Thursday, November 17, 2011

Political incest: before we destroy it, we must name it!

Am I  the only one thinking about the two new government leaders in Italy and in Greece, from the perspective that:
1) the new Italian leader is an economist
2) the new Greek leader is a banker from the European Central Bank....
Was I sleeping over the last two years, or am I mistaken that it was economists and bankers (and hedge fund managers) who actually got us into this mess?
Why would those countries approve leaders with the qualifications of the "band" that got us into this mess?
Isn't that just like President Obama appointing Timothy Geithner as his Secretary of the Treasury, the same man who, immediately prior to his apointment, was working on Wall Street?
With Bush's Secretary of the Treasury coming from Wall Street, and Obama's coming from Wall Street, does it not harbour ill for high-level support for regulation of the financial services sector of the eonomy? Does the pattern not also demonstrate a kind of incestuous relationship between government and Wall Street? And the pattern could be repeating itself in Europe.
There is an operating principle in govering that change is best in an evolutionary mode whenever and wherever possible. Consequently, what's past is always prologue to the present and to the future. That includes both people and policies. Those who are often considered most "capable" are those with the most experience in the specific sector, culture and professional group, bringing the useful and inevitable "list of contacts" necessary to deploy the instant network of "cronies" (or less cynically, "associates") when once in office.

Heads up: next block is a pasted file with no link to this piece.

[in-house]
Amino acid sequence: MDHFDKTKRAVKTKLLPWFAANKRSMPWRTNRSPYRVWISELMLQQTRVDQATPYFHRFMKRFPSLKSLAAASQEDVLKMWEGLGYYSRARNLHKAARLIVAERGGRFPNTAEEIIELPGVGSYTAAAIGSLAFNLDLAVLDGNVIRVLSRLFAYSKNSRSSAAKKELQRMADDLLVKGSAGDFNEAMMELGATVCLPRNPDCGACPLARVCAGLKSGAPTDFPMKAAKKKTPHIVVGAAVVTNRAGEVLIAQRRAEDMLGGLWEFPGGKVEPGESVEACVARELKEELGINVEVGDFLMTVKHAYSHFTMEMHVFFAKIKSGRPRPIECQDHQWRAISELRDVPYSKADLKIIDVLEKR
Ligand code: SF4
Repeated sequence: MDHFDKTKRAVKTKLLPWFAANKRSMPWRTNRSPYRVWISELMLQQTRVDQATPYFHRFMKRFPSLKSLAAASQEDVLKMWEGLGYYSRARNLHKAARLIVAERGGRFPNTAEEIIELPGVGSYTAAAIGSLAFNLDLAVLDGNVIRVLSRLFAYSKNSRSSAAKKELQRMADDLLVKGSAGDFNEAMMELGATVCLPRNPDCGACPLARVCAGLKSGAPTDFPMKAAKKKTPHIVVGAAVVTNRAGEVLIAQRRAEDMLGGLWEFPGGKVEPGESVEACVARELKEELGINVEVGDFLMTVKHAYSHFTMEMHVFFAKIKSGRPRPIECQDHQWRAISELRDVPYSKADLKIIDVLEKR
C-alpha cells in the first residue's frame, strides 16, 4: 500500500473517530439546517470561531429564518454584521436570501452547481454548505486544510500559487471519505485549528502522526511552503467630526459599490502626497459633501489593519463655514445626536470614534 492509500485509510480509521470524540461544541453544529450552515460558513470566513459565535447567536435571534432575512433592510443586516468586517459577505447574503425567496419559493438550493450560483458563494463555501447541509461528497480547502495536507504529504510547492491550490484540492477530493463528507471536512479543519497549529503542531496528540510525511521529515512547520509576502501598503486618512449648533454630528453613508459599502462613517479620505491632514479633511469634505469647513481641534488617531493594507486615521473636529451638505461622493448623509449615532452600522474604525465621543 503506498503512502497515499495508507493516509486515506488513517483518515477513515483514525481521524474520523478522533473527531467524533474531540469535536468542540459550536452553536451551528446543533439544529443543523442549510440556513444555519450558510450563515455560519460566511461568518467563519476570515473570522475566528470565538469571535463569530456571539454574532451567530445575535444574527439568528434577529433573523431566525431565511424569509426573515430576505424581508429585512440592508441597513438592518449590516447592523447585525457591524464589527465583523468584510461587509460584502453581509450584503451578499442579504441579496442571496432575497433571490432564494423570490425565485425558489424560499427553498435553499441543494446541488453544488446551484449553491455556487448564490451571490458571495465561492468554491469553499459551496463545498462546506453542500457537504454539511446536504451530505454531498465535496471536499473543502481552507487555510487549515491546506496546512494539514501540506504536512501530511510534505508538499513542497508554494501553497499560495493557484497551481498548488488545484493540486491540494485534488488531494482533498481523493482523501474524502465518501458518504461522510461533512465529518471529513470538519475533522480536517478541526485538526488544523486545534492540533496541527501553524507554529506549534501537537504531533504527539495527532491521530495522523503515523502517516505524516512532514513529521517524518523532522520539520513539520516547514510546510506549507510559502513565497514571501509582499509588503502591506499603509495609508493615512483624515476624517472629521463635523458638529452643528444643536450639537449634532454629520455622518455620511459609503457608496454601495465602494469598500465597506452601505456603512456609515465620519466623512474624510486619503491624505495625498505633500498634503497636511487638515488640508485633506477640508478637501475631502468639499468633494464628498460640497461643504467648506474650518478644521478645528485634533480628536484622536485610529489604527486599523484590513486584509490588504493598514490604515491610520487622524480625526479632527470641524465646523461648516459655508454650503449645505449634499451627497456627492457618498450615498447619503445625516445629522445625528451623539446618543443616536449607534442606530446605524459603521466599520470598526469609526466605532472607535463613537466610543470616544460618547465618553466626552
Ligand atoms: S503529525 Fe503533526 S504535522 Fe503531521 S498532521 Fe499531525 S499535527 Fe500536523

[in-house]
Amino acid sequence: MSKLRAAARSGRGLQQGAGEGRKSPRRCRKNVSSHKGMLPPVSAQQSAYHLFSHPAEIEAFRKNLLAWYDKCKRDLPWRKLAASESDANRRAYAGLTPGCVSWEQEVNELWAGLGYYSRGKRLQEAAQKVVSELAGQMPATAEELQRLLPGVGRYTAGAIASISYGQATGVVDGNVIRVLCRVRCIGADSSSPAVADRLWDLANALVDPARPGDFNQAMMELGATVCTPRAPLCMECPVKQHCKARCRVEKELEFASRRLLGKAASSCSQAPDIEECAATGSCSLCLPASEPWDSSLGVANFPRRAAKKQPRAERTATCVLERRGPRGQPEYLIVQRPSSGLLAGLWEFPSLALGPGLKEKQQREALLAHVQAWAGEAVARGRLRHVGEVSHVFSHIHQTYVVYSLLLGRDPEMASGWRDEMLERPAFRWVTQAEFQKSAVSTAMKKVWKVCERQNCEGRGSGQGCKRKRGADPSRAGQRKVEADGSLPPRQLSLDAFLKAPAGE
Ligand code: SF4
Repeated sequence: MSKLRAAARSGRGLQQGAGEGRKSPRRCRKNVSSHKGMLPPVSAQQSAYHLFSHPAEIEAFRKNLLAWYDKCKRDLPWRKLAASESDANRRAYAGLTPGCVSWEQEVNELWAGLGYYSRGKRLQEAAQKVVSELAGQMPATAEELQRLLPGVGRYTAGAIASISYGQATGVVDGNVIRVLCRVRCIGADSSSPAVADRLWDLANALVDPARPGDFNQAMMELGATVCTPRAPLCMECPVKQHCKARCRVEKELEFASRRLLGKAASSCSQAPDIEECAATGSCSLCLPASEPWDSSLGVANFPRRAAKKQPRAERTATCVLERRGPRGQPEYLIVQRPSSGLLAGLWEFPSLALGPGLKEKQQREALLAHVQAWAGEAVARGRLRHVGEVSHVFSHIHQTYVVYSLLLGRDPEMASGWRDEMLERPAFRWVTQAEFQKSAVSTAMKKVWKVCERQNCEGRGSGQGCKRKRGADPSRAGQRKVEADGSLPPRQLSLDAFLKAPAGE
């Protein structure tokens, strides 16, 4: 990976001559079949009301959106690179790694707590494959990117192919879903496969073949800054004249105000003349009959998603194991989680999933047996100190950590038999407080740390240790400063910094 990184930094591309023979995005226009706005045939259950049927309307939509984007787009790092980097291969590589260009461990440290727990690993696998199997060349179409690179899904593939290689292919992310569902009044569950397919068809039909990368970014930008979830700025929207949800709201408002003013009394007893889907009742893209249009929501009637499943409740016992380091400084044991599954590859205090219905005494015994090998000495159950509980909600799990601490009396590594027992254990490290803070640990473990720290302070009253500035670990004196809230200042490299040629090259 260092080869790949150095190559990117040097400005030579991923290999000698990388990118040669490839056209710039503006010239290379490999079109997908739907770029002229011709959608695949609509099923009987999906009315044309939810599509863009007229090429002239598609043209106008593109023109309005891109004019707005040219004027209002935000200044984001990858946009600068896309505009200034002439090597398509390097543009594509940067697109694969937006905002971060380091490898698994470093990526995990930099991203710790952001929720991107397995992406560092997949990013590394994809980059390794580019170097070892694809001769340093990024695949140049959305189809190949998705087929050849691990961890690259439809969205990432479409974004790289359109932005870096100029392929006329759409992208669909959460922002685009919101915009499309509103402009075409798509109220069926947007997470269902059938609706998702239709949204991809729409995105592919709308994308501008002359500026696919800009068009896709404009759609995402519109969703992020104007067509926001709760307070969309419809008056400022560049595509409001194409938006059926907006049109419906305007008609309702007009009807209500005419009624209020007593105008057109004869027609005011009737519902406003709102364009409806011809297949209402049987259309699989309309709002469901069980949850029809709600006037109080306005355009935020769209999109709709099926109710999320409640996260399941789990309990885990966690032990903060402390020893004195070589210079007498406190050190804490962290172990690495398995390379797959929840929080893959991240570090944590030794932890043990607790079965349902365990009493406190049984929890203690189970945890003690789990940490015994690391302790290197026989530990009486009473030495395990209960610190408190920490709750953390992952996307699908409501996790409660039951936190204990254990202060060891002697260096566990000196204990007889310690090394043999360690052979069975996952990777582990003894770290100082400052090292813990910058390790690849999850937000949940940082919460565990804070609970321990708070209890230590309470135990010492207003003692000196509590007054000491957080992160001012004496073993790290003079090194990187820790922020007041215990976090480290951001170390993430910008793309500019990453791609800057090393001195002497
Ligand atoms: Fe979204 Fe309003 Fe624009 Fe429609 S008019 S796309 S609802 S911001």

The financial markets hate (HATE!) surprises and they react to surprises more feverishly than a neurotic Wheaton terrier to an impending thunder storm. And, from the outside, it would appear that the people who control the financial markets are now in control of the potential treatment of the debt/deficit crisis in both Greece and Italy.
However, the appearance of incest between the bankers/economists/fund managers and governments is rife with  the appearance and reality of cronyism, and the root causes of the nearly bottomless tumble of the markets in 2008-9.
However, there are times when those "on the inside" need to be replaced by "outsiders" for the sake of the public interest, and that kind of political courage, to make such a dramatic change effectively, apparently requires more "hutzpa" than we have seen from political leaders in the recent past, in all western countries.
I think it might be time, if not long past due, for those in government to sever their suckling ties to the teats of the financial services sector, through campaign finance reform, through legislation that mandates such a separation, through all measures available to them, in order that "trust," that immeasureable quality so necessary to a healthy functioning economic system, regardless of its text-book name, might be restored.
Or am I totally mistaken once again, thinking out loud that they would put the goal of the attaintment of trust ahead of the priority they assign to their own bulging portfolios and profits and bonuses? How naive must I be to think that!

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